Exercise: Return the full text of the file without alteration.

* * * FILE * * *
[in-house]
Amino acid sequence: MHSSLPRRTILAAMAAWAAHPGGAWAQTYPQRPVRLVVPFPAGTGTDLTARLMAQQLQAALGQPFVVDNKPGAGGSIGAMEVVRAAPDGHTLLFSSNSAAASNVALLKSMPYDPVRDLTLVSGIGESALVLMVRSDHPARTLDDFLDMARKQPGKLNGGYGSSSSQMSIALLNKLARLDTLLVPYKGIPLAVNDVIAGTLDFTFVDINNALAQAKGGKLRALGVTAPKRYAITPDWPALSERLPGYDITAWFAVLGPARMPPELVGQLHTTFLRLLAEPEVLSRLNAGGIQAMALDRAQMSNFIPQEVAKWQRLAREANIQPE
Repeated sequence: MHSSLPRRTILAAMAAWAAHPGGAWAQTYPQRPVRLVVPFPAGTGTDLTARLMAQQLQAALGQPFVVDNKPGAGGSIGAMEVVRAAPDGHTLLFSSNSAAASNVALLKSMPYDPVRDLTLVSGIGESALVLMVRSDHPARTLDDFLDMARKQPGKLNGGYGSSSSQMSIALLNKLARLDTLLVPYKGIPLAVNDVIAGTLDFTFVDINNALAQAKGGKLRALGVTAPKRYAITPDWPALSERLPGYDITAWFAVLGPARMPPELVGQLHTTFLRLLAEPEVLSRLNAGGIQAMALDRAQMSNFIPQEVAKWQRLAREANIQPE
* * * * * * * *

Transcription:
[in-house]
Amino acid sequence: MHSSLPRRTILAAMAAWAAHPGGAWAQTYPQRPVRLVVPFPAGTGTDLTARLMAQQLQAALGQPFVVDNKPGAGGSIGAMEVVRAAPDGHTLLFSSNSAAASNVALLKSMPYDPVRDLTLVSGIGESALVLMVRSDHPARTLDDFLDMARKQPGKLNGGYGSSSSQMSIALLNKLARLDTLLVPYKGIPLAVNDVIAGTLDFTFVDINNALAQAKGGKLRALGVTAPKRYAITPDWPALSERLPGYDITAWFAVLGPARMPPELVGQLHTTFLRLLAEPEVLSRLNAGGIQAMALDRAQMSNFIPQEVAKWQRLAREANIQPE
Repeated sequence: MHSSLPRRTILAAMAAWAAHPGGAWAQTYPQRPVRLVVPFPAGTGTDLTARLMAQQLQAALGQPFVVDNKPGAGGSIGAMEVVRAAPDGHTLLFSSNSAAASNVALLKSMPYDPVRDLTLVSGIGESALVLMVRSDHPARTLDDFLDMARKQPGKLNGGYGSSSSQMSIALLNKLARLDTLLVPYKGIPLAVNDVIAGTLDFTFVDINNALAQAKGGKLRALGVTAPKRYAITPDWPALSERLPGYDITAWFAVLGPARMPPELVGQLHTTFLRLLAEPEVLSRLNAGGIQAMALDRAQMSNFIPQEVAKWQRLAREANIQPE